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The Asylum Seekers Nightmare: How They Face Almost Nightly Fights’ at the Wethersfield Centre

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Asylum seekers staying at the Wethersfield immigration centre in North Essex have reported ‘almost nightly fights’ between different nationalities, amid overcrowding and poor conditions.

The BBC has seen video footage that appeared to show a fight involving several men in a canteen where chairs were thrown and one man had a bloodied face.

According to Express, The Wethersfield immigration centre, which is a former RAF base, was opened in October 2023 to accommodate asylum seekers who arrived in the UK by crossing the Channel in small boats.

The centre has a capacity of 1,000 people, but according to the Home Office, it currently houses about 1,200 people.

A migrant from Sudan, who did not want to be named, told the BBC that he had been staying at the centre for two months and that the situation was ‘unacceptable’. He said:

There is almost nightly fighting with another nationality, because the number of people is many. The food is not good, the toilets are not clean, the showers are cold, the beds are uncomfortable. We are not animals, we are human beings.’

He also said that he had not received any information about his asylum claim or when he would be moved to another accommodation. He said: ‘We don’t know anything. We are just waiting and waiting. We don’t have any rights here. We are like prisoners.’

The Home Office said that it was ‘working hard’ to reduce the number of people at the centre and that it had ‘robust plans’ to deal with any incidents of violence or disorder.

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A spokesperson said: ‘We take the wellbeing of those in our care extremely seriously and any unacceptable behaviour will not be tolerated. We have a zero-tolerance approach to violence and those responsible will face the full force of the law.

The spokesperson also said that the centre provided ‘safe and secure’ accommodation for asylum seekers and that they had access to ‘healthcare, welfare and legal support’.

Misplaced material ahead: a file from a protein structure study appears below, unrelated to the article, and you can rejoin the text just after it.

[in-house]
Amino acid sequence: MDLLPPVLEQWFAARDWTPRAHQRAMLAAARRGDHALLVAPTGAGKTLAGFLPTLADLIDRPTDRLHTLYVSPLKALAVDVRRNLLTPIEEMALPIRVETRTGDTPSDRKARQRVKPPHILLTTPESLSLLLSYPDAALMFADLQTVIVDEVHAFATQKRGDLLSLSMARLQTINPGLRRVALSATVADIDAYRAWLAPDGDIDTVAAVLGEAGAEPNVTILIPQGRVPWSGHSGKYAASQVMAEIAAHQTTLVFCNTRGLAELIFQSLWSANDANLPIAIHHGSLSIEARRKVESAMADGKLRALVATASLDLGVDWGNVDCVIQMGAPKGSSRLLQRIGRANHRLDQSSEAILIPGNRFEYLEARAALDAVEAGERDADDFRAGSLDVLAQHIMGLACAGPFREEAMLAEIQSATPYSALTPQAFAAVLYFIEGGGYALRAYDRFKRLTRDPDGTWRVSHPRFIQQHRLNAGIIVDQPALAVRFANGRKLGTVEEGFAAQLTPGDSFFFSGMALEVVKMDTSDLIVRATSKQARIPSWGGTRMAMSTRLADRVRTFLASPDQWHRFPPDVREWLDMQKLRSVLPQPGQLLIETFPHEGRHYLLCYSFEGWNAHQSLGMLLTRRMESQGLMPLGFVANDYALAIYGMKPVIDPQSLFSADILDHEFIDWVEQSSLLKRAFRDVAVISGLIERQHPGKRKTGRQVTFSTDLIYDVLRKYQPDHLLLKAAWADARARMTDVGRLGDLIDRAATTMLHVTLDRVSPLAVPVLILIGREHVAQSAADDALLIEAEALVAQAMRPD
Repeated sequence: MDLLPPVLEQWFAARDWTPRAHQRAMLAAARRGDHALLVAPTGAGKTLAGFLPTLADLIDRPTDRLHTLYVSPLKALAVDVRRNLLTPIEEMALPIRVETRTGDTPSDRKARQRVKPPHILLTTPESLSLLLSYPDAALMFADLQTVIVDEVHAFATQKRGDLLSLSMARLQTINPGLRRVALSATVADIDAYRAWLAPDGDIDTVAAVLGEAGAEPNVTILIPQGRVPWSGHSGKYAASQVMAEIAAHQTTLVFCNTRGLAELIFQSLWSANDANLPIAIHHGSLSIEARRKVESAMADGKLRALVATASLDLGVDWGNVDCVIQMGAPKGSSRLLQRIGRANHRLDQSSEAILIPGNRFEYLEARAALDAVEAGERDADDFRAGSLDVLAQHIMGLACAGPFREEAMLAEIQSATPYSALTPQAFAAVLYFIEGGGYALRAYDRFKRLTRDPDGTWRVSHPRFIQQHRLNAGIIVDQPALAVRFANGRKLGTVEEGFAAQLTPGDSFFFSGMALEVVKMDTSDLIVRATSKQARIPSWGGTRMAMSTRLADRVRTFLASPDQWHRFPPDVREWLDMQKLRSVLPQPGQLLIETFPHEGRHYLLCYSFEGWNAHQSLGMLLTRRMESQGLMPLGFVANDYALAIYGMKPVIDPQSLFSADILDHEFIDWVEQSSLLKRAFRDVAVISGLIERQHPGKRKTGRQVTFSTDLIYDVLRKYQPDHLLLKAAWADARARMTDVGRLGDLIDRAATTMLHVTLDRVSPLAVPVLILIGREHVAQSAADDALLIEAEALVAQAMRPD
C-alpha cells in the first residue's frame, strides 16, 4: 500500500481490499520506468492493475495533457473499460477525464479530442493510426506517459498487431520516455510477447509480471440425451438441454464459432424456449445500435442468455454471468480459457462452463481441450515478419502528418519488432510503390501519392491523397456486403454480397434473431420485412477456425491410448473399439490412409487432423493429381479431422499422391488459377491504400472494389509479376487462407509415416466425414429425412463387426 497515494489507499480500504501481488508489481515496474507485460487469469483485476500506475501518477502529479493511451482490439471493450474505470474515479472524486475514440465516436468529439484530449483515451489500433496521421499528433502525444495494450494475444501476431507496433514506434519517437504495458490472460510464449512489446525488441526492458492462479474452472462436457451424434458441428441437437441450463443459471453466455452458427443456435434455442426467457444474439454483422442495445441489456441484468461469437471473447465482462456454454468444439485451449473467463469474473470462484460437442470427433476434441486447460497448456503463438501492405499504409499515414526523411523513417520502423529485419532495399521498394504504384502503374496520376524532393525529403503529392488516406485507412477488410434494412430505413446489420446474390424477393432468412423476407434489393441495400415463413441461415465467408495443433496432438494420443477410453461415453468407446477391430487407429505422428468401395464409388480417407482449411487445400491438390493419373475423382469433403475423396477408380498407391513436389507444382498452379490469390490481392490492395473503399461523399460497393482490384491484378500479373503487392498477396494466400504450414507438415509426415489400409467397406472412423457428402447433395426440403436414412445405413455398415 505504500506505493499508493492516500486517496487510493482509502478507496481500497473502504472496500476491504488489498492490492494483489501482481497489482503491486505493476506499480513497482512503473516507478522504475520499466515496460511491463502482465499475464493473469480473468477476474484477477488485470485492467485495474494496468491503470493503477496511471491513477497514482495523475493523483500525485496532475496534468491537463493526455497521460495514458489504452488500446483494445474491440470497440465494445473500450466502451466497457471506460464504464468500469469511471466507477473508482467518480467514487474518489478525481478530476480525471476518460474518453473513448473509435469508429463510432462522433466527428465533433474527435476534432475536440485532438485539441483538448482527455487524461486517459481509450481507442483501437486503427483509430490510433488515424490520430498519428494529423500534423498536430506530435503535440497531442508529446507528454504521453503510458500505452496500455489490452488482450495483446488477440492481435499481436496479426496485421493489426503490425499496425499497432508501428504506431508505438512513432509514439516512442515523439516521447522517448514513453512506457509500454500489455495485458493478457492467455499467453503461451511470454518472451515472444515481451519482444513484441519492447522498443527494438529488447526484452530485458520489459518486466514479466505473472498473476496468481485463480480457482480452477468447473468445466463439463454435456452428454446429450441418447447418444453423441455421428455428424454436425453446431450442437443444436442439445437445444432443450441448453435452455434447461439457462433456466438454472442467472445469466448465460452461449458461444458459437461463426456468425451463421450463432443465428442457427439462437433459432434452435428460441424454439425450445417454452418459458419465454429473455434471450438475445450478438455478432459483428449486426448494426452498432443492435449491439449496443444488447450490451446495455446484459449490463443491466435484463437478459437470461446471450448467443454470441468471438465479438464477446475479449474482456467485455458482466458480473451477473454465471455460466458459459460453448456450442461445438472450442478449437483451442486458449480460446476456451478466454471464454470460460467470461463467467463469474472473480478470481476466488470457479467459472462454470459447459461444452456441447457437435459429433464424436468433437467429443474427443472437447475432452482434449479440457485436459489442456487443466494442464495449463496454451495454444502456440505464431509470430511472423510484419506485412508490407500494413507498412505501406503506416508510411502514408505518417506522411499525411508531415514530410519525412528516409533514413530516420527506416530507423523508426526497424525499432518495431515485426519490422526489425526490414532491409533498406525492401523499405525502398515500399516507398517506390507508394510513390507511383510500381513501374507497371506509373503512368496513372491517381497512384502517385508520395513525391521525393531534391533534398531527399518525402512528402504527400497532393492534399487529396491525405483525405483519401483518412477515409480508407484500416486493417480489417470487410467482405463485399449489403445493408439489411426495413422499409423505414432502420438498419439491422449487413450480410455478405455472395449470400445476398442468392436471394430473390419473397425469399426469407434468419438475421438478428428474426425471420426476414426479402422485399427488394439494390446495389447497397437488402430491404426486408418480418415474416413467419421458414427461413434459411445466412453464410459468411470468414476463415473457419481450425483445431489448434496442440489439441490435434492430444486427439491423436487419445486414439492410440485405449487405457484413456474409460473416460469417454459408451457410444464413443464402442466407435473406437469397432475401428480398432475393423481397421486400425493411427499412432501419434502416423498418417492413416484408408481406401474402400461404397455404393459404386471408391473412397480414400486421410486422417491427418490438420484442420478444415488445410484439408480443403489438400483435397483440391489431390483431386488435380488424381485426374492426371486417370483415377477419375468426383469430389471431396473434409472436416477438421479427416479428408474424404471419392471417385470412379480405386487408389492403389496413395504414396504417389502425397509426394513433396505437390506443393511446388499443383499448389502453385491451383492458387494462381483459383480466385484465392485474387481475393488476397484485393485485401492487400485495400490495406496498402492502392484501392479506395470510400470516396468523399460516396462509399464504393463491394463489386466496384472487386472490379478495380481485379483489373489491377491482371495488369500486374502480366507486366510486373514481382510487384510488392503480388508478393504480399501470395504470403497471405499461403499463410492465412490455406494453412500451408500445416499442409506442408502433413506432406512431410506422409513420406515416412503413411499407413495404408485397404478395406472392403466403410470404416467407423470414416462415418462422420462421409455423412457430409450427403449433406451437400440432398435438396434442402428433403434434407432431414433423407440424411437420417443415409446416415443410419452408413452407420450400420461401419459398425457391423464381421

The spokesperson said: ‘We are fixing our broken asylum system to make it firm and fair. We will seek to stop abuse of the system while ensuring it is compassionate towards those who need our help, welcoming people through safe and legal routes.

However, some charities and campaigners have criticised the conditions and management of the centre, and called for its closure.

Clare Moseley, the founder of Care4Calais, a charity that supports refugees in France and the UK, said: ‘The Wethersfield centre is a disgrace. It is overcrowded, dirty, and dangerous. It is not fit for human habitation. It is a breeding ground for tension, violence, and disease. It is a humanitarian crisis in our own backyard.

She also said that the centre was ‘a waste of taxpayers’ money’ and that it did not address the root causes of the asylum issue. She said: ‘The government is spending millions of pounds on this centre, but it is not solving the problem.

It is only creating more misery and suffering for vulnerable people who have fled war, persecution, and torture.

The government should close this centre and invest in safe and legal routes for refugees, such as family reunion, resettlement, and humanitarian visas.’

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Birminghamgist Staff is a News Reporter, making waves in the UK with insightful and Engaging reporting.

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